The Army plans to overhaul its largest online education program following revelations that thousands of soldiers have openly cheated on exams to get promoted, an Army spokesman has told the Boston Globe.

Gen. William Wallace, the head of Army training, ordered the overhaul recently after an internal review confirmed the findings of a Globe investigation last year that revealed the training command knew as early as 1999 that cheating was widespread. The investigation revealed soldiers were obtaining exact copies of tests and answers for the more than 1,000 online correspondence courses.

Army officials hope the changes will deter soldiers from abusing the Army Correspondence Course Program to fraudulently rack up promotion points, the Globe reported.

More than 300,000 active-duty and reserve soldiers are enrolled, most below the rank of staff sergeant, according to the Army.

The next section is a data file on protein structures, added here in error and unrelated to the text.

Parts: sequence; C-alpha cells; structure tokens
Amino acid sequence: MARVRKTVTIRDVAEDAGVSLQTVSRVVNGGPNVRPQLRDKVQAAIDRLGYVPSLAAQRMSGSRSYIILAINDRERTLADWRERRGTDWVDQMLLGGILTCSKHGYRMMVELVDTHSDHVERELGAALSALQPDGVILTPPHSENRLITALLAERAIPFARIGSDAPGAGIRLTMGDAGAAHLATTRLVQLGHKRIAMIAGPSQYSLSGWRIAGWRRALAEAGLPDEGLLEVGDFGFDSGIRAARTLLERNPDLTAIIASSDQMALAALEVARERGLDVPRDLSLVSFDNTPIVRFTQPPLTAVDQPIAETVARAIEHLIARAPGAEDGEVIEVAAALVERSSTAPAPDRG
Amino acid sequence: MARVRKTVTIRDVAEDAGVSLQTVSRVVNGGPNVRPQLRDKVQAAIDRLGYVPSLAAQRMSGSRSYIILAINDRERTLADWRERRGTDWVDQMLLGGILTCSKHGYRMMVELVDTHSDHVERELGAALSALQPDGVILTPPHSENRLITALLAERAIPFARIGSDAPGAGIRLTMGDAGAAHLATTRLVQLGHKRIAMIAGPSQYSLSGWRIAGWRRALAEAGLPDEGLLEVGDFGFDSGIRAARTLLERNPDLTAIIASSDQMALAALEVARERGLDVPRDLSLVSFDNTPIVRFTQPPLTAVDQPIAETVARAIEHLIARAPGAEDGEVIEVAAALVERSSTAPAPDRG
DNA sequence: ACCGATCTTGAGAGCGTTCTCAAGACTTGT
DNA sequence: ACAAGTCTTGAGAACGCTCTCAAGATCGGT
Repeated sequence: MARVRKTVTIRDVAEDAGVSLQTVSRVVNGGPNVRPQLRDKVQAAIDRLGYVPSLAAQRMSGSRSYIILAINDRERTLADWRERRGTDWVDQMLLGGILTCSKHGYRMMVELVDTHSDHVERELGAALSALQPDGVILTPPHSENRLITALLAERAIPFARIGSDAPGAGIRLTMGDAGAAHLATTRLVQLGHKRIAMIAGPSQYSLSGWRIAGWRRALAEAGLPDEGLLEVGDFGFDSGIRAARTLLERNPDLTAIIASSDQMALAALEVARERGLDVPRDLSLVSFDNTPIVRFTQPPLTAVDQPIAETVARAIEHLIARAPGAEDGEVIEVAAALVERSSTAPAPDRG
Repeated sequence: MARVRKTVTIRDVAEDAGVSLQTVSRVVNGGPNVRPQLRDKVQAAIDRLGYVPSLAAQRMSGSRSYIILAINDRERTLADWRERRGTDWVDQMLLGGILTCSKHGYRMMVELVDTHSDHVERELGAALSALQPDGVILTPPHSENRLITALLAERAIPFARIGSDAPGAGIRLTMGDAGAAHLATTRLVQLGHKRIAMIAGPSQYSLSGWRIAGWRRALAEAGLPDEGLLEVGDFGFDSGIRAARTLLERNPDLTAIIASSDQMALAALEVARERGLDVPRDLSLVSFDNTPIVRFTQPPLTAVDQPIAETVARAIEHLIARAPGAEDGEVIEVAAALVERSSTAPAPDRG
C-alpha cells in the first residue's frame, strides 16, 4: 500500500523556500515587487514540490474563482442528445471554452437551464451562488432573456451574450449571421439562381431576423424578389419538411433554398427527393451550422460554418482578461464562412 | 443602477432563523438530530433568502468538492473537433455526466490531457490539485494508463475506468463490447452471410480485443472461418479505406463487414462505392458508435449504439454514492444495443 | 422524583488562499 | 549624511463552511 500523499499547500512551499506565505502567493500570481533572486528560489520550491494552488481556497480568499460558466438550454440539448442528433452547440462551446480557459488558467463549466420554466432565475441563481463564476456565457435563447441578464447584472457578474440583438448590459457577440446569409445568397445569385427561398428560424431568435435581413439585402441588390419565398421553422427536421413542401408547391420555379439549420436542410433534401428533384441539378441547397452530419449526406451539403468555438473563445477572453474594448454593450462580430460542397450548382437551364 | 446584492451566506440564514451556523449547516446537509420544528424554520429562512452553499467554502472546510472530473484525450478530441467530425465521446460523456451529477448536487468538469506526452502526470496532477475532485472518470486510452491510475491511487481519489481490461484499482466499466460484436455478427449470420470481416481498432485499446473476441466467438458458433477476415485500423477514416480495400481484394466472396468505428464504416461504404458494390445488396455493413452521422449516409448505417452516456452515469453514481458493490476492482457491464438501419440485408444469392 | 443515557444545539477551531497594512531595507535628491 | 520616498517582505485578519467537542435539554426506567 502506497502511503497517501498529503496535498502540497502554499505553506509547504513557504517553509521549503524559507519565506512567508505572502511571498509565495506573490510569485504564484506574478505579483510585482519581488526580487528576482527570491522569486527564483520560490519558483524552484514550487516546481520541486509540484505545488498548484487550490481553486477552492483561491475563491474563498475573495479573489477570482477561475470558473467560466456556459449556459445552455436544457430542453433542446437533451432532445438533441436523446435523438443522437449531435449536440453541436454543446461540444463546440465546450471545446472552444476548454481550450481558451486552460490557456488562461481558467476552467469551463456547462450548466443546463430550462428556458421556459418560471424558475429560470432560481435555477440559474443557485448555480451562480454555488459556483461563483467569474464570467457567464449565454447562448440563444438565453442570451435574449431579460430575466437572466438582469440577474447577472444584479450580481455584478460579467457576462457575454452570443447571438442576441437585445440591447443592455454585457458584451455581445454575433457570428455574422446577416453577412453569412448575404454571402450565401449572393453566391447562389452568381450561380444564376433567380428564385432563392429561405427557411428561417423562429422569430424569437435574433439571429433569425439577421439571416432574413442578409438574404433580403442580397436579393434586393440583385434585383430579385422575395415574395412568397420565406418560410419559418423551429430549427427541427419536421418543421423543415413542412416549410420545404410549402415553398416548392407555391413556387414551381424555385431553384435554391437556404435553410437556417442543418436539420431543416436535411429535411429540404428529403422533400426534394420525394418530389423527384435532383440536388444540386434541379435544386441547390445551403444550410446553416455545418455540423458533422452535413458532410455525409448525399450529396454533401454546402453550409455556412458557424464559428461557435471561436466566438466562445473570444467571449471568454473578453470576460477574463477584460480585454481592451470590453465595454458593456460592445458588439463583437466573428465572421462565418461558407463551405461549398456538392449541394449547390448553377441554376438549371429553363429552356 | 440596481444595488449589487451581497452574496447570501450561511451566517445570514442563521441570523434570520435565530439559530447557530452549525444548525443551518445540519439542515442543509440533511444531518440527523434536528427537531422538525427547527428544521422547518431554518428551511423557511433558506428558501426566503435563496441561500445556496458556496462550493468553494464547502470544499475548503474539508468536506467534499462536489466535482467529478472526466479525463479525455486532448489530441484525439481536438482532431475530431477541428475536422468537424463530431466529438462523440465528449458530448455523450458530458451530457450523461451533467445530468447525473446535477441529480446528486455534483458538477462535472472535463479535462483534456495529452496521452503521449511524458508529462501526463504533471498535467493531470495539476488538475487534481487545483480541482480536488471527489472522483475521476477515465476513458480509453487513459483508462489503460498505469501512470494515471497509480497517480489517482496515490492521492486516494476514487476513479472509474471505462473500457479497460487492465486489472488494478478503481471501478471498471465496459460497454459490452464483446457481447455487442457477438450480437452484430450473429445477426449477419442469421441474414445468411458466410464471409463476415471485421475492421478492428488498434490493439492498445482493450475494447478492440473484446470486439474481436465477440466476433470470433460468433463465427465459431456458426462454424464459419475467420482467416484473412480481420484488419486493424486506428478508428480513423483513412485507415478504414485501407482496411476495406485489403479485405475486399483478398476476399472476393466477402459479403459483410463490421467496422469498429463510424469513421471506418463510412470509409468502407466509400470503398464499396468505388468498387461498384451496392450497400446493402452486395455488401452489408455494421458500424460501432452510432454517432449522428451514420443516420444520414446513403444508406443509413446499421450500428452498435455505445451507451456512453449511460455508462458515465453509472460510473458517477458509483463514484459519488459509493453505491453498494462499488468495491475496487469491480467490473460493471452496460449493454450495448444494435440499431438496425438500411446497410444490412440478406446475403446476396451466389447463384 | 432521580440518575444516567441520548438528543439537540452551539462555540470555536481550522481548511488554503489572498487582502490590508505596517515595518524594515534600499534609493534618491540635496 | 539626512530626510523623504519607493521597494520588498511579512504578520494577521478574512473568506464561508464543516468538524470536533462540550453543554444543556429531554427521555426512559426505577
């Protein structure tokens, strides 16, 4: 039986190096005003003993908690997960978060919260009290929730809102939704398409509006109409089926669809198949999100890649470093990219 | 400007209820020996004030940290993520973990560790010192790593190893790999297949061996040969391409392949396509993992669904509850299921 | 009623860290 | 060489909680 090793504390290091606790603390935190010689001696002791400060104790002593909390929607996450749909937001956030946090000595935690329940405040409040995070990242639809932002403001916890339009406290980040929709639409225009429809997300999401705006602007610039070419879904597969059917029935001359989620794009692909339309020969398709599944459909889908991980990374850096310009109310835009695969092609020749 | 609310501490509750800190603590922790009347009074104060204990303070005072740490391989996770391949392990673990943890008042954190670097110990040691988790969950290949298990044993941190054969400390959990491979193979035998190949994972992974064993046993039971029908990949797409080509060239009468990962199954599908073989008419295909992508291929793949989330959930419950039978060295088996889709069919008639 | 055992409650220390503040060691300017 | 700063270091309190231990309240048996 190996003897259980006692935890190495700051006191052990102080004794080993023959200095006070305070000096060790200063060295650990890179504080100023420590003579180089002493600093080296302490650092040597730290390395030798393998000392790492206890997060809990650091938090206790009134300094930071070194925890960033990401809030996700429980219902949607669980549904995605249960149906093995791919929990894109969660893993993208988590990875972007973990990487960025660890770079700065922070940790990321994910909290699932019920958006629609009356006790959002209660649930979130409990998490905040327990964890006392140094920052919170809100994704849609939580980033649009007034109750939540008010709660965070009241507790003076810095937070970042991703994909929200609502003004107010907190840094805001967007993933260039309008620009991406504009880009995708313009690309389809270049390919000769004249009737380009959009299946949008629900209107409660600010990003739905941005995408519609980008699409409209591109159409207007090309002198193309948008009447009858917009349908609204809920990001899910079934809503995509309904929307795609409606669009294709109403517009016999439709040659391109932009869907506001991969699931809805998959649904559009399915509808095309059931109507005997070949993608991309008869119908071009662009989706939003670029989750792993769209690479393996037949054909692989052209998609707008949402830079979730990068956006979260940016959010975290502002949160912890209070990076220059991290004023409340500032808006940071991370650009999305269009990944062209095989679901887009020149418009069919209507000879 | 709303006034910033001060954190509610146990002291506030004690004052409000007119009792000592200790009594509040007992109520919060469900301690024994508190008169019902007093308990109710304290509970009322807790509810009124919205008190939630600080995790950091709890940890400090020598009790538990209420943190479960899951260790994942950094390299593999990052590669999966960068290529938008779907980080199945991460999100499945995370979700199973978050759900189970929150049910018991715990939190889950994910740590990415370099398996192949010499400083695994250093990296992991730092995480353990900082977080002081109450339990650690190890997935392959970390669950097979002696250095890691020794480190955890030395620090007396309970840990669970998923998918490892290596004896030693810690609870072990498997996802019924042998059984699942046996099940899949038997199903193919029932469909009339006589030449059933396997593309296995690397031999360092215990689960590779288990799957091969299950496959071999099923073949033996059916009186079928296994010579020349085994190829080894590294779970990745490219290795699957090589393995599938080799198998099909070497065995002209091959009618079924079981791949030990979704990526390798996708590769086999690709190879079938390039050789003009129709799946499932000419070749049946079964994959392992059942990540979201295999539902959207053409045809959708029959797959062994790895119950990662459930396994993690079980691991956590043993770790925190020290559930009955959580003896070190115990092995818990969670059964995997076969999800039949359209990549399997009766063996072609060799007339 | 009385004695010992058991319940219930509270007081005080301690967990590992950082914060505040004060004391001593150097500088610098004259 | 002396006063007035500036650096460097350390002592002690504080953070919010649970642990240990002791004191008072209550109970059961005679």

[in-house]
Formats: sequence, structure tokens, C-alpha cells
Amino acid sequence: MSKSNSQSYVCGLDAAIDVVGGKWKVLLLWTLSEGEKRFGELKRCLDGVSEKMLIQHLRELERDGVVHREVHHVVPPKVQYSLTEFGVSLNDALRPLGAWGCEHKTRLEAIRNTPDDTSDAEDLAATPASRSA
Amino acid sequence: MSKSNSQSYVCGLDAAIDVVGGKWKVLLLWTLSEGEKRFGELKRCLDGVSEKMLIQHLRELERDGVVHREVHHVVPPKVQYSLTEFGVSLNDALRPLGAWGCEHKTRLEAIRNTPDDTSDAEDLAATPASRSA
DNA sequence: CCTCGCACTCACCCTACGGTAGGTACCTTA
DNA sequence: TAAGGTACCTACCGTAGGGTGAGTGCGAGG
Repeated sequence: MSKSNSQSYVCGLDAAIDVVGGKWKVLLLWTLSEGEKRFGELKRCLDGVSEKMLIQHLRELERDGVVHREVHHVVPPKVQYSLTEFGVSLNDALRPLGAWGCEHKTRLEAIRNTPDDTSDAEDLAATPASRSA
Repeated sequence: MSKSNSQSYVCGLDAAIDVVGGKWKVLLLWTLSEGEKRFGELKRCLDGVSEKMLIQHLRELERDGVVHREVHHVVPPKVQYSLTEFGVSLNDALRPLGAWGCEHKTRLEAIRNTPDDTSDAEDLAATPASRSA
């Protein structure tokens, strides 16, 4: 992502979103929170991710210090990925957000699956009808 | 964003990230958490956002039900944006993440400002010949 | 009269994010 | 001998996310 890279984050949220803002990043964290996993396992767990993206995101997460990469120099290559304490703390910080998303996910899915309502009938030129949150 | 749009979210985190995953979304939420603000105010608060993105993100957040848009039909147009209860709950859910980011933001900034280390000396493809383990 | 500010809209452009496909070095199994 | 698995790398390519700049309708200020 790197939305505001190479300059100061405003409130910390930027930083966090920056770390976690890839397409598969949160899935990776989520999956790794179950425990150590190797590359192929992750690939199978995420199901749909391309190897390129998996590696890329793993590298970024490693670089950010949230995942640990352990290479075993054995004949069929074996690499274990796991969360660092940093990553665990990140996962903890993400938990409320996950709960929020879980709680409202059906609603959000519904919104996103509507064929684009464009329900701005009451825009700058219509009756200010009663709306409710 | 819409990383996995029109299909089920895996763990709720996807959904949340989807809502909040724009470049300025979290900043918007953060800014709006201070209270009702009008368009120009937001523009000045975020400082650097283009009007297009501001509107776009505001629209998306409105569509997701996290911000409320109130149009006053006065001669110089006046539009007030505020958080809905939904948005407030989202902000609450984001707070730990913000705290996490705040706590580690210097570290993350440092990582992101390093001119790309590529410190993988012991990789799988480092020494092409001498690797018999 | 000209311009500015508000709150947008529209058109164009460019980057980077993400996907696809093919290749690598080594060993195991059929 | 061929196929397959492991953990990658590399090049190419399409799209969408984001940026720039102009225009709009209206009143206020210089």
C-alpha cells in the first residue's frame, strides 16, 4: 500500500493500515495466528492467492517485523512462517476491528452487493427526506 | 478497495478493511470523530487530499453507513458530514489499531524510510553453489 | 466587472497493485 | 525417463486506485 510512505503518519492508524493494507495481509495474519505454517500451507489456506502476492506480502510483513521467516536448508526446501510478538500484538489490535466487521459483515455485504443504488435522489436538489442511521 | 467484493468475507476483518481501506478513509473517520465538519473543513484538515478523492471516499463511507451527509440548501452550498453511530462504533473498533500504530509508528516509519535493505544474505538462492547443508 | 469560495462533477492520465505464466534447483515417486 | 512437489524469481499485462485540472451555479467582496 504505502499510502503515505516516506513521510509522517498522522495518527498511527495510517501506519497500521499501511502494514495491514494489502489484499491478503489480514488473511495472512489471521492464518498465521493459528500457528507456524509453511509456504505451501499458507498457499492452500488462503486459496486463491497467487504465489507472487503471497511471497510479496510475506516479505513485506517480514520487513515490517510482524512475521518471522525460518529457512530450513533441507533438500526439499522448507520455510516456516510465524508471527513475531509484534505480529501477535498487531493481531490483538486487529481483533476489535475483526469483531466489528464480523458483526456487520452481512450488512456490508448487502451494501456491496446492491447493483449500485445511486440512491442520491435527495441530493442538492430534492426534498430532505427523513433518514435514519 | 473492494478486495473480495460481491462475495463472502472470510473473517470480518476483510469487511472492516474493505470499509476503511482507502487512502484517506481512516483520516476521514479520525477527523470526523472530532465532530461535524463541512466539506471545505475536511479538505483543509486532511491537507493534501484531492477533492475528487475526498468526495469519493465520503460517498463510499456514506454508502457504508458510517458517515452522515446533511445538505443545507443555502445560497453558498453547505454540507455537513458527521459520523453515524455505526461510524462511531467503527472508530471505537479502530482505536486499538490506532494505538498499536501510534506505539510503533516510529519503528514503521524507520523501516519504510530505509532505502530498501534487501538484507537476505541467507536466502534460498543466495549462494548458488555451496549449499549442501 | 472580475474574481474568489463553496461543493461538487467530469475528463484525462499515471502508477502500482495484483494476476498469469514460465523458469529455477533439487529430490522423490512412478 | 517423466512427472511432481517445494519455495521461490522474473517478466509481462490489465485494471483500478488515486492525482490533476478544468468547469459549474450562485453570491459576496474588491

Soldiers are warned before taking the tests that cheating is a violation of at least three articles in the Uniform Code of Military Justice, the paper reported.

Wallace ordered a review of the program after the Globe reported in December that the Army testing office at Fort Eustis in Virginia had data going back eight years showing thousands of soldiers had completed multiple tests — each worth dozens of credit hours — in a single day, indicating they had obtained the answers beforehand.

Meanwhile, the Army’s own computer records showed that many violators had downloaded the answers from a cheating Web site operated by a former Army sergeant immediately before logging into the official Army Training Support Center Web site to take their exam, the Globe wrote.

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